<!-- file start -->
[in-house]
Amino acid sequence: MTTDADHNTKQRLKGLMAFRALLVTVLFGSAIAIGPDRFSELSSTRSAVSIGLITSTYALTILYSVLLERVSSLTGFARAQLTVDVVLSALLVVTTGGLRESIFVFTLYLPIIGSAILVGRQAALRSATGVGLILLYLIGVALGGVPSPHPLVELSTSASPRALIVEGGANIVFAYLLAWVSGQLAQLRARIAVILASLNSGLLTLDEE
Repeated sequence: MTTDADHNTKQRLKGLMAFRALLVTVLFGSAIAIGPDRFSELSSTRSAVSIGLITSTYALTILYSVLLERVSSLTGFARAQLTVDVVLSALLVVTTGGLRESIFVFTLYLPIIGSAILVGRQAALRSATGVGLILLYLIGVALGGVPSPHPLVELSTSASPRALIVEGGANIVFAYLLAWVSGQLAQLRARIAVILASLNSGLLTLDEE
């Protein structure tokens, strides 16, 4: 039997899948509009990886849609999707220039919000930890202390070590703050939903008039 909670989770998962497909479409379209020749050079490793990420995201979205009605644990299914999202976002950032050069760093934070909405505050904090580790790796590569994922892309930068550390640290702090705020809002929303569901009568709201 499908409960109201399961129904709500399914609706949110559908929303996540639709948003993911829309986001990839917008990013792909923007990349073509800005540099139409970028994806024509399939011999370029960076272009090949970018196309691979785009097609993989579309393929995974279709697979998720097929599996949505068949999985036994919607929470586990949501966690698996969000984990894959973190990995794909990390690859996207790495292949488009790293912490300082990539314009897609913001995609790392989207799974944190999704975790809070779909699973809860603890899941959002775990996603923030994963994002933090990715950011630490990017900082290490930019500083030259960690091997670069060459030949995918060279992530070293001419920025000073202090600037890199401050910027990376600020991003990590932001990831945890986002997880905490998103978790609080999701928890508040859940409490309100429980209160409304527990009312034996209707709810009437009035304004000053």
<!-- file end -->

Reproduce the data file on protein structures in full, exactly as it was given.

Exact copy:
[in-house]
Amino acid sequence: MTTDADHNTKQRLKGLMAFRALLVTVLFGSAIAIGPDRFSELSSTRSAVSIGLITSTYALTILYSVLLERVSSLTGFARAQLTVDVVLSALLVVTTGGLRESIFVFTLYLPIIGSAILVGRQAALRSATGVGLILLYLIGVALGGVPSPHPLVELSTSASPRALIVEGGANIVFAYLLAWVSGQLAQLRARIAVILASLNSGLLTLDEE
Repeated sequence: MTTDADHNTKQRLKGLMAFRALLVTVLFGSAIAIGPDRFSELSSTRSAVSIGLITSTYALTILYSVLLERVSSLTGFARAQLTVDVVLSALLVVTTGGLRESIFVFTLYLPIIGSAILVGRQAALRSATGVGLILLYLIGVALGGVPSPHPLVELSTSASPRALIVEGGANIVFAYLLAWVSGQLAQLRARIAVILASLNSGLLTLDEE
């Protein structure tokens, strides 16, 4: 039997899948509009990886849609999707220039919000930890202390070590703050939903008039 909670989770998962497909479409379209020749050079490793990420995201979205009605644990299914999202976002950032050069760093934070909405505050904090580790790796590569994922892309930068550390640290702090705020809002929303569901009568709201 499908409960109201399961129904709500399914609706949110559908929303996540639709948003993911829309986001990839917008990013792909923007990349073509800005540099139409970028994806024509399939011999370029960076272009090949970018196309691979785009097609993989579309393929995974279709697979998720097929599996949505068949999985036994919607929470586990949501966690698996969000984990894959973190990995794909990390690859996207790495292949488009790293912490300082990539314009897609913001995609790392989207799974944190999704975790809070779909699973809860603890899941959002775990996603923030994963994002933090990715950011630490990017900082290490930019500083030259960690091997670069060459030949995918060279992530070293001419920025000073202090600037890199401050910027990376600020991003990590932001990831945890986002997880905490998103978790609080999701928890508040859940409490309100429980209160409304527990009312034996209707709810009437009035304004000053």